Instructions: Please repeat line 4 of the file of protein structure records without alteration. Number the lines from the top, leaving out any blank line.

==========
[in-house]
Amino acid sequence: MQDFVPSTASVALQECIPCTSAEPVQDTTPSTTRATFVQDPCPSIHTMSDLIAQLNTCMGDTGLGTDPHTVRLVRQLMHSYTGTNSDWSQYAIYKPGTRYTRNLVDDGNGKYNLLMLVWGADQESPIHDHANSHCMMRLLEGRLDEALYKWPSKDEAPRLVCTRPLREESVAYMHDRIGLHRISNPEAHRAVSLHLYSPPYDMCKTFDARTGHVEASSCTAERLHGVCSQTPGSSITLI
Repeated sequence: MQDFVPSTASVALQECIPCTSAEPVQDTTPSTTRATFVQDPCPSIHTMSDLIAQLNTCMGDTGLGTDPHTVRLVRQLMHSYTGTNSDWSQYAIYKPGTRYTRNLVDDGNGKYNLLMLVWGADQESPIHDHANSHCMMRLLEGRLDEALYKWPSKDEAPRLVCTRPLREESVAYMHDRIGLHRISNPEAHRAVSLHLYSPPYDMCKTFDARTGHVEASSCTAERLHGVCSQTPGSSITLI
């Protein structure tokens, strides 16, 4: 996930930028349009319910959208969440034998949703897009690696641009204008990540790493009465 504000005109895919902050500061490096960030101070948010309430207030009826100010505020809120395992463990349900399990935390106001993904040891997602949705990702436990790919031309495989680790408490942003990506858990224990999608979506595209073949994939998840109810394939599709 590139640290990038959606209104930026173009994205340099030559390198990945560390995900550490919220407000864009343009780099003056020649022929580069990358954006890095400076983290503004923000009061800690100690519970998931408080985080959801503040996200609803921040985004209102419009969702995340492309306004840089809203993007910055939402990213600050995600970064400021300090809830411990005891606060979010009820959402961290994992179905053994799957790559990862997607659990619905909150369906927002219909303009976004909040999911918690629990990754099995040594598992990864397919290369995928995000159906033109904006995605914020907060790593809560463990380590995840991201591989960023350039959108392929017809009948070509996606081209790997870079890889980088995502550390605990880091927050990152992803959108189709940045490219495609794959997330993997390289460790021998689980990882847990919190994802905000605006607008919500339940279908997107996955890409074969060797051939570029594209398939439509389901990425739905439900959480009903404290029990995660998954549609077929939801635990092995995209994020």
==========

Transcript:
């Protein structure tokens, strides 16, 4: 996930930028349009319910959208969440034998949703897009690696641009204008990540790493009465 504000005109895919902050500061490096960030101070948010309430207030009826100010505020809120395992463990349900399990935390106001993904040891997602949705990702436990790919031309495989680790408490942003990506858990224990999608979506595209073949994939998840109810394939599709 590139640290990038959606209104930026173009994205340099030559390198990945560390995900550490919220407000864009343009780099003056020649022929580069990358954006890095400076983290503004923000009061800690100690519970998931408080985080959801503040996200609803921040985004209102419009969702995340492309306004840089809203993007910055939402990213600050995600970064400021300090809830411990005891606060979010009820959402961290994992179905053994799957790559990862997607659990619905909150369906927002219909303009976004909040999911918690629990990754099995040594598992990864397919290369995928995000159906033109904006995605914020907060790593809560463990380590995840991201591989960023350039959108392929017809009948070509996606081209790997870079890889980088995502550390605990880091927050990152992803959108189709940045490219495609794959997330993997390289460790021998689980990882847990919190994802905000605006607008919500339940279908997107996955890409074969060797051939570029594209398939439509389901990425739905439900959480009903404290029990995660998954549609077929939801635990092995995209994020």